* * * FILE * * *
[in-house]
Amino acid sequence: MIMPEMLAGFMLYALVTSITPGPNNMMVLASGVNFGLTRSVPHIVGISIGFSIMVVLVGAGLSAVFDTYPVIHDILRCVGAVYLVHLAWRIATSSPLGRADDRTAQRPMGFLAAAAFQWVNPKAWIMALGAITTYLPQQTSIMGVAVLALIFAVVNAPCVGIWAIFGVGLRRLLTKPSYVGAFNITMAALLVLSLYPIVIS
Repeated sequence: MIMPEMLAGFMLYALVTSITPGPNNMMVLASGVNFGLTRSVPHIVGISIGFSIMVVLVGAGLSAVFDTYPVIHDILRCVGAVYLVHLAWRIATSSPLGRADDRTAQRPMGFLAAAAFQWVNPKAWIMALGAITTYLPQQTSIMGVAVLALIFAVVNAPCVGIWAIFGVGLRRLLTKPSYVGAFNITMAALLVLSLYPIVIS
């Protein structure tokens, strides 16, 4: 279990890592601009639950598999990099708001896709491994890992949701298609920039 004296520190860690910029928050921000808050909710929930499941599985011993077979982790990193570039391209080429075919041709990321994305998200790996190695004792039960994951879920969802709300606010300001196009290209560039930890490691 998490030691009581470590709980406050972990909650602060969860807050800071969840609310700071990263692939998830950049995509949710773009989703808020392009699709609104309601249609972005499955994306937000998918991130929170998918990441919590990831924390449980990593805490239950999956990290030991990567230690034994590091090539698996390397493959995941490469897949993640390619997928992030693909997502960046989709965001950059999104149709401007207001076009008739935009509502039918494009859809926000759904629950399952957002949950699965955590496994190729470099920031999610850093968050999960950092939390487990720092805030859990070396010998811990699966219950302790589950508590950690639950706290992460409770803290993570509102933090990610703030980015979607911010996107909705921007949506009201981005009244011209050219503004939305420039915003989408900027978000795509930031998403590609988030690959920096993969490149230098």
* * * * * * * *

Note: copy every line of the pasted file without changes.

[in-house]
Amino acid sequence: MIMPEMLAGFMLYALVTSITPGPNNMMVLASGVNFGLTRSVPHIVGISIGFSIMVVLVGAGLSAVFDTYPVIHDILRCVGAVYLVHLAWRIATSSPLGRADDRTAQRPMGFLAAAAFQWVNPKAWIMALGAITTYLPQQTSIMGVAVLALIFAVVNAPCVGIWAIFGVGLRRLLTKPSYVGAFNITMAALLVLSLYPIVIS
Repeated sequence: MIMPEMLAGFMLYALVTSITPGPNNMMVLASGVNFGLTRSVPHIVGISIGFSIMVVLVGAGLSAVFDTYPVIHDILRCVGAVYLVHLAWRIATSSPLGRADDRTAQRPMGFLAAAAFQWVNPKAWIMALGAITTYLPQQTSIMGVAVLALIFAVVNAPCVGIWAIFGVGLRRLLTKPSYVGAFNITMAALLVLSLYPIVIS
């Protein structure tokens, strides 16, 4: 279990890592601009639950598999990099708001896709491994890992949701298609920039 004296520190860690910029928050921000808050909710929930499941599985011993077979982790990193570039391209080429075919041709990321994305998200790996190695004792039960994951879920969802709300606010300001196009290209560039930890490691 998490030691009581470590709980406050972990909650602060969860807050800071969840609310700071990263692939998830950049995509949710773009989703808020392009699709609104309601249609972005499955994306937000998918991130929170998918990441919590990831924390449980990593805490239950999956990290030991990567230690034994590091090539698996390397493959995941490469897949993640390619997928992030693909997502960046989709965001950059999104149709401007207001076009008739935009509502039918494009859809926000759904629950399952957002949950699965955590496994190729470099920031999610850093968050999960950092939390487990720092805030859990070396010998811990699966219950302790589950508590950690639950706290992460409770803290993570509102933090990610703030980015979607911010996107909705921007949506009201981005009244011209050219503004939305420039915003989408900027978000795509930031998403590609988030690959920096993969490149230098």